• One-third of consumers surveyed in Argentina, Brazil, Colombia and Mexico say they download videos to watch them later
  • Brazilians and Mexicans who preferred mobile devices to watch video also tended to be more likely to take action after watching mobile video:
    • 1.69x more likely to book a trip
    • 1.56x more likely to discover new brands or products
    • 1.52x more likely to try new fitness routines or ways to lead a healthy lifestyle
    • 1.38x more likely to try new restaurants
    • 1.31x more likely to watch new TV shows

#5 Keep up Those Targeted Campaigns

For years, marketers have been trying to target users more precisely, using programmatic campaigns to display ads based on user browsing habits or retargeting based on site visits or product views. While consumers in some markets regard this approach as too intrusive, a 2017 article by Michelle Evans—Global Head of Digital Consumer Research for Euromonitor—indicates only one-third of LatAm digital consumers view targeted ads based on online searches and purchase histories as an invasion of privacy. In comparison, half of the digital consumers in other markets view these targeted ads as invasions of privacy. Three major LatAm markets—Brazil, Colombia and Mexico—were among the countries that were least likely to view targeted ads as an invasion of privacy.

#6 Focusing on Facebook and Instagram Still Makes Sense

Recently, news media stories have suggested that Facebook is losing popularity and that other social media sites are surpassing it—including Snapchat, YouTube and Instagram. But LatAm hasn’t yet experienced this drop. Recent comScore numbers from July 2017 to February 2018 show that Facebook’s audience of unique users grew (though somewhat modestly) in 5 major LatAm markets:

Colombia was the only country studied by comScore that did not post growth.

However, Instagram grew significantly in many of these markets:

Once again, Colombia defied the trend: the amount of unique users of Instagram dropped in this period.

YouTube grew in most of these markets during this period:

However, Twitter dropped significantly in unique users in these markets: by 12% in Colombia, by 10% in Argentina, by 4% in Mexico and by 3% in Brazil. However, it did grow powerfully in Peru during this period: by 40%.

In terms of total volume of actions (reactions, comments, shares, retweets and likes), Facebook clearly dominated in 2017 in Latin America:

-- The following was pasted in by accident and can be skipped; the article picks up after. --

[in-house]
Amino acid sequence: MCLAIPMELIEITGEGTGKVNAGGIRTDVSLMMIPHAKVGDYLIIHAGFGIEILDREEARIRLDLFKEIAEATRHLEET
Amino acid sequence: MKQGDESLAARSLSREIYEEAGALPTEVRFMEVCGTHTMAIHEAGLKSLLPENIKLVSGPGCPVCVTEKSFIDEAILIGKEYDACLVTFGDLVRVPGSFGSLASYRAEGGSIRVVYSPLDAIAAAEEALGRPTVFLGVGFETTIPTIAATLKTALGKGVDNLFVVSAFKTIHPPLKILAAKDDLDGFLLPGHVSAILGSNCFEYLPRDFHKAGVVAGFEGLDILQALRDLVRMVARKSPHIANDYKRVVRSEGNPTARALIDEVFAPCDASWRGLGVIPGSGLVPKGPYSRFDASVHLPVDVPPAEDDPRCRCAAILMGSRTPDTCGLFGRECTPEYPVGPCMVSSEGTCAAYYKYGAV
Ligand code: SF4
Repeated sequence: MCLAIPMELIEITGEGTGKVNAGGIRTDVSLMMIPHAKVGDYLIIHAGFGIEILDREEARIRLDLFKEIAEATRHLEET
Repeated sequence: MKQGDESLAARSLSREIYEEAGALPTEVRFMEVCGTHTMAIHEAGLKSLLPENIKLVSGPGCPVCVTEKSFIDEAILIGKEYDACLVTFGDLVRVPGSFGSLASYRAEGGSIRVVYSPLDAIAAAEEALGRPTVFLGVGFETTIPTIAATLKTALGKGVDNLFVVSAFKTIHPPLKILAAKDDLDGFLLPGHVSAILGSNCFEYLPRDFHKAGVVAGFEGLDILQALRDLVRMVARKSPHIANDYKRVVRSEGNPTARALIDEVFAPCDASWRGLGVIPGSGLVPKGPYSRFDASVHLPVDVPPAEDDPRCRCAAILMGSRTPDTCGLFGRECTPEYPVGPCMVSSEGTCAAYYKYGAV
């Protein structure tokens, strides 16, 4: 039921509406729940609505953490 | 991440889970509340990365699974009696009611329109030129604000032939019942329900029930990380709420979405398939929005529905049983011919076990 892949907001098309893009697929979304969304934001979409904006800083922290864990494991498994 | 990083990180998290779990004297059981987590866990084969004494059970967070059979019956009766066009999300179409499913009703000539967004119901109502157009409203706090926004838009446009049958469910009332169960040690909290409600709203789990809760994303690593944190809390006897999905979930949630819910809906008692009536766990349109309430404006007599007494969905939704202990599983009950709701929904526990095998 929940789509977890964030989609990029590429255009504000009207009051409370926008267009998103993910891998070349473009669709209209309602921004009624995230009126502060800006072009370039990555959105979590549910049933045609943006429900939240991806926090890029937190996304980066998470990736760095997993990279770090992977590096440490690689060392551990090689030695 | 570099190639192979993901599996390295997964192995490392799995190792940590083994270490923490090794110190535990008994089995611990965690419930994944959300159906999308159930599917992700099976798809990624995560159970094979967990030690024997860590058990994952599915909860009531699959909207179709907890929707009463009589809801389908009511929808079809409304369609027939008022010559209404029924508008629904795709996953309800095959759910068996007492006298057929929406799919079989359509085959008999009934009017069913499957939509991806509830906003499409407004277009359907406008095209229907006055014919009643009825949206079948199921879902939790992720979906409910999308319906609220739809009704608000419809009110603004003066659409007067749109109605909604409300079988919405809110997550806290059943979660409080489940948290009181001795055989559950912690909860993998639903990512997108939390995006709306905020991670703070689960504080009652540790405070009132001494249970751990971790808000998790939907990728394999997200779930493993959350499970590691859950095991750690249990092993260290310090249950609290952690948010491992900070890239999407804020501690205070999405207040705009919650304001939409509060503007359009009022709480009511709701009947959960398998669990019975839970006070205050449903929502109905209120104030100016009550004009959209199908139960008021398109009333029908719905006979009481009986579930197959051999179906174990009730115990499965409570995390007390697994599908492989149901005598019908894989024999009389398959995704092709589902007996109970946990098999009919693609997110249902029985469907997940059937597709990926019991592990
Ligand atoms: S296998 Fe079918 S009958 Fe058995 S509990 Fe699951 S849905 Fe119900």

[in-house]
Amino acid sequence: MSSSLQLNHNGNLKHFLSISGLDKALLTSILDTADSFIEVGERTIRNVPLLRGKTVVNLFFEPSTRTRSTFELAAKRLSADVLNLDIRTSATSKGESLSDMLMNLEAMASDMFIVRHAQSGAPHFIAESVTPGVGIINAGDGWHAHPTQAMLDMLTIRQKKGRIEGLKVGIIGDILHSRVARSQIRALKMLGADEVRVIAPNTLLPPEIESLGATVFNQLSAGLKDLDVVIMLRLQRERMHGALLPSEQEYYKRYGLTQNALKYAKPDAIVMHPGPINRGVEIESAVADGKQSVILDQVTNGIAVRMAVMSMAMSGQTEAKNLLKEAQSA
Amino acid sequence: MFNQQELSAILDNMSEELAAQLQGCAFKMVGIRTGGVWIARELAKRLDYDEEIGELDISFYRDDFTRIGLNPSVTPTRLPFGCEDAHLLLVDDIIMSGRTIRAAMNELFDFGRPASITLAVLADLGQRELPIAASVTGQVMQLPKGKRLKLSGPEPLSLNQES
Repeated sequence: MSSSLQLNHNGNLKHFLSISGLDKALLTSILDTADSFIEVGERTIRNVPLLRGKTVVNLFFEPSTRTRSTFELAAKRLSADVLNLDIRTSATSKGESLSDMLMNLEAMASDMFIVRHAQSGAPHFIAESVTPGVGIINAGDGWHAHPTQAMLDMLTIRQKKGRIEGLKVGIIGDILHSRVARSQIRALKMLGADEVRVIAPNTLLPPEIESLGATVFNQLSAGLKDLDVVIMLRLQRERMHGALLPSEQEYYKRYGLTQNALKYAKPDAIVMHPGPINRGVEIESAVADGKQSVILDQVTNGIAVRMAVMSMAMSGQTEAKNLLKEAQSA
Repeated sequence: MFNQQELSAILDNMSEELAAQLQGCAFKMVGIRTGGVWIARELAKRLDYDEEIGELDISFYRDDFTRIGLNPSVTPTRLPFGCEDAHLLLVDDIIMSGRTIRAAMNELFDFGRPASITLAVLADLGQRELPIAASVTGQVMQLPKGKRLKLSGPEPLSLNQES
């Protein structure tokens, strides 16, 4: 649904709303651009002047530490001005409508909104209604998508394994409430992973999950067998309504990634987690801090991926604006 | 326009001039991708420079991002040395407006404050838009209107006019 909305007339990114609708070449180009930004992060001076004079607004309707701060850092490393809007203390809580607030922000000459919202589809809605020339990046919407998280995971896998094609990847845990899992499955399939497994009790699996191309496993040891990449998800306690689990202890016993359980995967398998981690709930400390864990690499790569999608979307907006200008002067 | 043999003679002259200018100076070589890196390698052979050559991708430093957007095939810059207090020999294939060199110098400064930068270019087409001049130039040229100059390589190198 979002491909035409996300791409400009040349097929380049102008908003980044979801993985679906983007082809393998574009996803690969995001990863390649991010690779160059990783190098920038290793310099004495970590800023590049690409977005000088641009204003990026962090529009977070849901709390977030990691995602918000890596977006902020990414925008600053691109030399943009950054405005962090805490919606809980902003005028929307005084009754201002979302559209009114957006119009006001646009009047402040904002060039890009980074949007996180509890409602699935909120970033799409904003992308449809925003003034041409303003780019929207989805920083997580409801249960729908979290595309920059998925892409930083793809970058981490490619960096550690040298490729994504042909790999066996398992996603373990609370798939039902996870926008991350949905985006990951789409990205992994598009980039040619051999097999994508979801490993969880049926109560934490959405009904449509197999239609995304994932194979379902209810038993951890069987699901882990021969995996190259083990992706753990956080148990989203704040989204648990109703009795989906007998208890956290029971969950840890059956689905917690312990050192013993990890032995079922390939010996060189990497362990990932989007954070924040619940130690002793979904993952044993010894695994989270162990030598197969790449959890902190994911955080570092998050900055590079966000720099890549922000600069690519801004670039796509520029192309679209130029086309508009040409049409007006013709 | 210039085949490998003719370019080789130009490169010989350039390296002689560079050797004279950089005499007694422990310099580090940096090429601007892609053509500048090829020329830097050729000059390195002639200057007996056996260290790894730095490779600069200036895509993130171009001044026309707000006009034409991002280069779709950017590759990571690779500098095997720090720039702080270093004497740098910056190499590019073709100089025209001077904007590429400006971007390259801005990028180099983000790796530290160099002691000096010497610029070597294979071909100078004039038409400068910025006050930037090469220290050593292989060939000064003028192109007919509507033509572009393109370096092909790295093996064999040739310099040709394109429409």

Facebook also leads other social media platforms in publication of content and interaction:

#7 Email Is Still a Solid Standby

While not as interesting as AI-driven native ads, dynamic creative optimization or blockchain applied to adtech, email still works to drive traffic and spur conversions. While there is not a huge amount of published data on email response in Latin American markets, what’s out there is encouraging. IBM’s 2018 Marketing Benchmark Report showed a mean open rate of 17.4% for email marketing messages in Latin America, higher than the mean open rate for Asia-Pacific, India and the Middle East. According to the report, Latin America had a mean email marketing message click-thru rate CTR) of 2.5%, which was almost double the CTR for India and higher than the mean CTRs for Asia-Pacific and Middle East/Africa.

Other studies don’t cover all—or even most—of the region, but they do show positive numbers for certain countries. Data from email marketing service Dopplers shows average email open rates of 33.4% for Argentina and 31.7% for Mexico, while a different service called GetResponse has tallied open rates and CTRs for several Latin American countries:

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While here at AMI we track developments among Latin American consumers, the main focus of our consumer/retail practice is on strategic advisory projects, such as giving you competitive intelligence on your key rivals, providing hard to find data for strategic planning and similar work. Please contact us to find out more.